I noticed that after every ride the back-end of the GL1800 gets very dusty and with water on the road it gets worst. I realize that motorcycles attract road dirt, but I wanted to cut down on it as much as possible. Fellow wingers suggested that a mud flap would help reduce the amount of road dust to the rear-end of the GL1800, so that is what I did. I searched the Internet for a suitable mud flap. I found that there was little selection and was surprised of the cost. Some of the mud flaps had fancy names like Debris Modulators; I guess to justify the cost. The mud flaps looked nice, but my wallet is small so I decided to make one my self.
|Pep Boys Auto Parts||Mud Flap for RVs/ large trucks||$9.99|
|Pep Boys Auto Parts||Reflectors||$4.69|
|Home Depot||Aluminum 1/8” x 3/4” x 36”||$2.79|
|Home Depot||Machine Screws/with nuts #10-24 x ¾”||.89|
|Home Depot||Cap Screws ¼” x 1-1/2” stainless||4.24|
I bought a set of large mud flaps the are designed for RV/large trucks. I looked for a mud flap that was not too heavy. I trimmed the mud flap to be about 10” wide and 11” long.
The mud flaps come in pairs; I only used one mud flap, so I have a spare and in the future I might add some chrome and LEDs to the spare mud flap, you know, make it look like a Debris Modulator.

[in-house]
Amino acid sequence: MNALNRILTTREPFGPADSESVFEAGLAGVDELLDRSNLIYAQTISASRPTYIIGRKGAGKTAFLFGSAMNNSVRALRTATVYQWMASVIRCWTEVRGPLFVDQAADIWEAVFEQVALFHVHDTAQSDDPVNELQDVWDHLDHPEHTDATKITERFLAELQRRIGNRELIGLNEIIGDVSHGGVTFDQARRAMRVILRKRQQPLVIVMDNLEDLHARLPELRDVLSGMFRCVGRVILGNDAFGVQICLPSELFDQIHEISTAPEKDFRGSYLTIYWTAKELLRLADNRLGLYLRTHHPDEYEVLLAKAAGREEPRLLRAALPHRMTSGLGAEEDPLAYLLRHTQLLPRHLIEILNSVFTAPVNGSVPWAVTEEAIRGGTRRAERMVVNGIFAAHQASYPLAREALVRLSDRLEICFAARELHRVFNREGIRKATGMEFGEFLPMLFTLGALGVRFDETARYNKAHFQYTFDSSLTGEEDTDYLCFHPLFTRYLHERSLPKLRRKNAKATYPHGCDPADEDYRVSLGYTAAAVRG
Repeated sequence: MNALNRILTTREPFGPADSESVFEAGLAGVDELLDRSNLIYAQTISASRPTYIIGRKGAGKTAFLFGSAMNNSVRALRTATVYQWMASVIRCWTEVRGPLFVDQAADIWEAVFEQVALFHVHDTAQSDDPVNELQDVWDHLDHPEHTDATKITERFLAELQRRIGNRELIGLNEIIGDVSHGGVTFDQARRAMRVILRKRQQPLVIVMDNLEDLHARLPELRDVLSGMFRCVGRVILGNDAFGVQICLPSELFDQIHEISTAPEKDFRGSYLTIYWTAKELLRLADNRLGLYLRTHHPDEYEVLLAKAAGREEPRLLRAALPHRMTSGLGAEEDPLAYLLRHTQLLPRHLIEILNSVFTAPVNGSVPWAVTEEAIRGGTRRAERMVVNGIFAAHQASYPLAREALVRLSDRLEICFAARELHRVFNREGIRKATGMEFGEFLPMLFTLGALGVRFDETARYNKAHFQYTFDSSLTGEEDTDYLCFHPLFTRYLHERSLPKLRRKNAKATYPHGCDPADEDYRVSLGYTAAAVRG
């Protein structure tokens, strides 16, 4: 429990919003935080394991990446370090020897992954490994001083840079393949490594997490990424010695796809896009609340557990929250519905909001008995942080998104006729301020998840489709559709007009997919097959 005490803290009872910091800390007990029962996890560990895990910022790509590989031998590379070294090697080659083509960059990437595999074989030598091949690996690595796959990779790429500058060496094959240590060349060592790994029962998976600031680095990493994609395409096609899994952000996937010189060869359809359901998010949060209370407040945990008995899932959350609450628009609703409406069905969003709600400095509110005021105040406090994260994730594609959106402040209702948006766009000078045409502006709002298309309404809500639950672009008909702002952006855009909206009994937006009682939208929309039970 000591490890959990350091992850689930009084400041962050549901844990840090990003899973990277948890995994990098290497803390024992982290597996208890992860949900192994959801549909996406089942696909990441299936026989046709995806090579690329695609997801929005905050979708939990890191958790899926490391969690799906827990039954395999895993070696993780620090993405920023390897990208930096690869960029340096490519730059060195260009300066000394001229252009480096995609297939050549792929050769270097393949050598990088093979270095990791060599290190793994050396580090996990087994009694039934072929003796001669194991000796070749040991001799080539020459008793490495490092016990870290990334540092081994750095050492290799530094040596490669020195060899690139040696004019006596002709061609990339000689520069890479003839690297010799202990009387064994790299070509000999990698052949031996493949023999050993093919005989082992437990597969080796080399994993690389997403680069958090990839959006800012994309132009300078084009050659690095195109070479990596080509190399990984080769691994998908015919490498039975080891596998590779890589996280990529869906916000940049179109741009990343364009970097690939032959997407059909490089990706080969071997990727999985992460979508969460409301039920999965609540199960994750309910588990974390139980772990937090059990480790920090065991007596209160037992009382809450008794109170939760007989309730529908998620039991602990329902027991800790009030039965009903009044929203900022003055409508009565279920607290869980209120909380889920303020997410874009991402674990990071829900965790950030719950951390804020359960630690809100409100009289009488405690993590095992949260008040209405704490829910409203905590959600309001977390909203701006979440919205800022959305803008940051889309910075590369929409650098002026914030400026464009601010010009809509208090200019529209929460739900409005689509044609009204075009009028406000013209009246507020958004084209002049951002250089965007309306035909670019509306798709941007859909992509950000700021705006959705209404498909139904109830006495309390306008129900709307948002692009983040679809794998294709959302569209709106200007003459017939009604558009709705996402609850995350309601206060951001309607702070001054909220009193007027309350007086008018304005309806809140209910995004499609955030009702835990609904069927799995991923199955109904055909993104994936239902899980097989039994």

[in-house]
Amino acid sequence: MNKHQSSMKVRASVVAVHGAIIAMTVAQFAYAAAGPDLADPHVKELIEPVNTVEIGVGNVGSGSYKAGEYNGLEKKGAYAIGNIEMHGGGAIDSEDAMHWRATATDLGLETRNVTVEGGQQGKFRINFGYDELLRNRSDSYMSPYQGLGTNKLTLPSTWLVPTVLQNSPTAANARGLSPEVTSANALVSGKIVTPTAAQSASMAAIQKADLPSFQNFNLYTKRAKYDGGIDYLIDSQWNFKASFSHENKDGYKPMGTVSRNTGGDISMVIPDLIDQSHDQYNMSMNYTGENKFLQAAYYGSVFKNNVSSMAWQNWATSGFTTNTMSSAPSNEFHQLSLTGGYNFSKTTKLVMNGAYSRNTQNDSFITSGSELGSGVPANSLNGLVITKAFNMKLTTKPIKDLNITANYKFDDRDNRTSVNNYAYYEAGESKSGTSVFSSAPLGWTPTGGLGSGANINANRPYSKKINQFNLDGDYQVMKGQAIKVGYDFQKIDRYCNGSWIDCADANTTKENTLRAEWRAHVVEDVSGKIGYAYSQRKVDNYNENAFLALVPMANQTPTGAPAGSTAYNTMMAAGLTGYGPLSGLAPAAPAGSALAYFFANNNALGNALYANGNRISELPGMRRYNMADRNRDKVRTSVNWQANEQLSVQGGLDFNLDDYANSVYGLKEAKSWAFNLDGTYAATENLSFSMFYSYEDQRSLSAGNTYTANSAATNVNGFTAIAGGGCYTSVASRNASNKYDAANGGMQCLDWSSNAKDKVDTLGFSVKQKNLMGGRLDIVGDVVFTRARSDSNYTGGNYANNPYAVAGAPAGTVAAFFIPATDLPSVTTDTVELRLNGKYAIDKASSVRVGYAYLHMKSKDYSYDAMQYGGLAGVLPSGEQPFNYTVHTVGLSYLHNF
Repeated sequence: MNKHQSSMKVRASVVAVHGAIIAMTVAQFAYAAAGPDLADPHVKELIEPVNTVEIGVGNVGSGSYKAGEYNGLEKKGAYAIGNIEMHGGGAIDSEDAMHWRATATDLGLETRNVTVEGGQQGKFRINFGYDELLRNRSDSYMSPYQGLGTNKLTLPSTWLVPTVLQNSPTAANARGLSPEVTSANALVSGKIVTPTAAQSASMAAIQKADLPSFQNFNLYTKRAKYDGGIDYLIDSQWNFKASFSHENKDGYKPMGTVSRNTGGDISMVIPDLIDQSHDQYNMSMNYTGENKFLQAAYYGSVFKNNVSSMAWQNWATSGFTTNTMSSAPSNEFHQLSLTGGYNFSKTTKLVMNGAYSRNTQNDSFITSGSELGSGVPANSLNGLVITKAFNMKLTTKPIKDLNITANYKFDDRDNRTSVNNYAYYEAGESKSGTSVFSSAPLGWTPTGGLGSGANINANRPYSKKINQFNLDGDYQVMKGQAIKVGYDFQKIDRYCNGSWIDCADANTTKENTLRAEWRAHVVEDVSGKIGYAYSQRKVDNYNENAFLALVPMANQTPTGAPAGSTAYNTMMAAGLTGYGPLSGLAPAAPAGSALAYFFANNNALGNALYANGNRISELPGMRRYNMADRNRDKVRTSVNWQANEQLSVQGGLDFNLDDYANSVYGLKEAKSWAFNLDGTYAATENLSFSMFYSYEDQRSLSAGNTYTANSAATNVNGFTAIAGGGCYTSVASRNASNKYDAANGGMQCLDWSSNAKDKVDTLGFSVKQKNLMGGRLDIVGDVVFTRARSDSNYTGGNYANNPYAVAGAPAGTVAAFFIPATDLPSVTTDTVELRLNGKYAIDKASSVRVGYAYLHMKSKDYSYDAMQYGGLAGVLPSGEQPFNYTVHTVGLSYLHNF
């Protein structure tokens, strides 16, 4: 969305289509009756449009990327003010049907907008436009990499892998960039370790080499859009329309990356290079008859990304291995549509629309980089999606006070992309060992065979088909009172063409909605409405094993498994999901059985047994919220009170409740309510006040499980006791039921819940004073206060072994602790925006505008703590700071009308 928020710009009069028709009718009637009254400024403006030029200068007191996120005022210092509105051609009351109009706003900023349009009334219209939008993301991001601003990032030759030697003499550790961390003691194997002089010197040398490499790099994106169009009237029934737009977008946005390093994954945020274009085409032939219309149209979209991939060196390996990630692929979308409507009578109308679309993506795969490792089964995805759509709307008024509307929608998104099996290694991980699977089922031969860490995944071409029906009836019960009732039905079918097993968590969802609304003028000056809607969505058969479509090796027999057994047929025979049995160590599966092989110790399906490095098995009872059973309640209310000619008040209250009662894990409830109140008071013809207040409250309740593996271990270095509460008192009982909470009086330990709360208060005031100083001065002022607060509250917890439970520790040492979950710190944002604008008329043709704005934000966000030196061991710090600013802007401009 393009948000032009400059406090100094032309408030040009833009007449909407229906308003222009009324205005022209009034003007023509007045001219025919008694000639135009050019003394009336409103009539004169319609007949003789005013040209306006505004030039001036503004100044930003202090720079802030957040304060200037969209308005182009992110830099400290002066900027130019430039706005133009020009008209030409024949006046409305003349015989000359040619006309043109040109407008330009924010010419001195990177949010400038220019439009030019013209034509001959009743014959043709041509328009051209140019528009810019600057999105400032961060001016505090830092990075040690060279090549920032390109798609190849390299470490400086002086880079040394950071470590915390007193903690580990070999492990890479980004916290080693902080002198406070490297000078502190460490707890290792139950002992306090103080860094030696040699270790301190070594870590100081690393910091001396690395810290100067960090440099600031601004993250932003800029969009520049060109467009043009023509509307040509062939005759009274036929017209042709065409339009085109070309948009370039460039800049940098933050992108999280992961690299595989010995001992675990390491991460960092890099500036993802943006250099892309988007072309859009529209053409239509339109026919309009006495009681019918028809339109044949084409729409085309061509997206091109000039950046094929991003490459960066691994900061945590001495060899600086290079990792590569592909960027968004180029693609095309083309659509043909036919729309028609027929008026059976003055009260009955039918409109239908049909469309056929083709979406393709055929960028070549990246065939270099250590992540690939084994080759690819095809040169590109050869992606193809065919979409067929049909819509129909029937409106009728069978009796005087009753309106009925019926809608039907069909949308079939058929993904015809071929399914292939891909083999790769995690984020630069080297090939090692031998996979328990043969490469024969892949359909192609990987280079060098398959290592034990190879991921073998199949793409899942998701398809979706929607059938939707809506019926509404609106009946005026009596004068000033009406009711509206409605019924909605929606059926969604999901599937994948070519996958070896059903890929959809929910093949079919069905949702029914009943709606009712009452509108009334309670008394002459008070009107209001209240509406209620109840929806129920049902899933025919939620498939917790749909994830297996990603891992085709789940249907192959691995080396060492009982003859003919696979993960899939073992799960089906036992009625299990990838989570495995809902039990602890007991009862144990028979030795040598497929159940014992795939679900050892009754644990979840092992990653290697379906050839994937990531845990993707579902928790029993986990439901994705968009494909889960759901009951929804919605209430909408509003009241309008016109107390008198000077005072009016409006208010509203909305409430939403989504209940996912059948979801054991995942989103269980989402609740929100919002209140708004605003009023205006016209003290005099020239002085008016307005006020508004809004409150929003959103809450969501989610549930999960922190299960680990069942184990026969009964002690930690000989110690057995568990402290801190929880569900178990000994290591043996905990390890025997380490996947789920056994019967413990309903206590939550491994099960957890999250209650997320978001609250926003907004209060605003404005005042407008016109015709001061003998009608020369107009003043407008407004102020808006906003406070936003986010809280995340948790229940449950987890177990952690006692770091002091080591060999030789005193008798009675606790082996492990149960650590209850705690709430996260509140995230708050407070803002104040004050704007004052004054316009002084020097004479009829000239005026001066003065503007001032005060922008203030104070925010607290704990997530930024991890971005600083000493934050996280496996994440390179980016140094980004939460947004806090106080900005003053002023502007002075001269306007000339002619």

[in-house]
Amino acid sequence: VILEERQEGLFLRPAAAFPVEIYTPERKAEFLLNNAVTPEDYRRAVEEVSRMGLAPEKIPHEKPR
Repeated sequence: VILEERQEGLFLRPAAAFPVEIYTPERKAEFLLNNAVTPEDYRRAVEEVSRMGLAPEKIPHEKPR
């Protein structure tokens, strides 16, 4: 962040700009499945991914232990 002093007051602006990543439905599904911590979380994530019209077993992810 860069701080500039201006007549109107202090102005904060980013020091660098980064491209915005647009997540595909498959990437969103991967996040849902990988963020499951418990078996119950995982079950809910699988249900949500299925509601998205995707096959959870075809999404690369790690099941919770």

At first I wanted a plan mud flap with no lights or reflectors. I wanted to keep it simple, and then I saw some high reflective material that is almost paper-thin and weights almost nothing. I decided to give the reflectors a try and see how well they hold up.
Home Depot has a selection of steel and aluminum plates in all different sizes. I bought two pieces of 1/8”x3/4”x36” aluminum. I decided to go with aluminum, for the following reasons:
I used 5 pieces of aluminum to make the mud flap bracket.
I used 1/4”x 3/4” stainless steel cap screws and c-clip nuts to secure the mud flap horizontally. Machine screws/with nuts (#10-24 x ¾”) were used to screw the mud flap to the braces.
I hope you get the idea. Times like these I wish I had a digital camera.